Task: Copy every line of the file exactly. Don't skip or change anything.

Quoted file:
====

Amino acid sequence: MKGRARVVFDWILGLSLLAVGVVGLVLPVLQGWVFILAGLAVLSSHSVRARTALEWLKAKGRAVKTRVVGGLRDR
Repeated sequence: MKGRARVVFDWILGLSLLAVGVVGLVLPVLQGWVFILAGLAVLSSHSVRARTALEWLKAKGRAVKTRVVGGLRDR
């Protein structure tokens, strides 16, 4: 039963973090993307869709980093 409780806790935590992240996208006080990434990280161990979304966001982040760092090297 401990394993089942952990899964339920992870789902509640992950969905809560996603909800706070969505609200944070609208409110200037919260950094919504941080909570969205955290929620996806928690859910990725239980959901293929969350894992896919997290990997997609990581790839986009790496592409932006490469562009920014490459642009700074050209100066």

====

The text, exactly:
Amino acid sequence: MKGRARVVFDWILGLSLLAVGVVGLVLPVLQGWVFILAGLAVLSSHSVRARTALEWLKAKGRAVKTRVVGGLRDR
Repeated sequence: MKGRARVVFDWILGLSLLAVGVVGLVLPVLQGWVFILAGLAVLSSHSVRARTALEWLKAKGRAVKTRVVGGLRDR
């Protein structure tokens, strides 16, 4: 039963973090993307869709980093 409780806790935590992240996208006080990434990280161990979304966001982040760092090297 401990394993089942952990899964339920992870789902509640992950969905809560996603909800706070969505609200944070609208409110200037919260950094919504941080909570969205955290929620996806928690859910990725239980959901293929969350894992896919997290990997997609990581790839986009790496592409932006490469562009920014490459642009700074050209100066």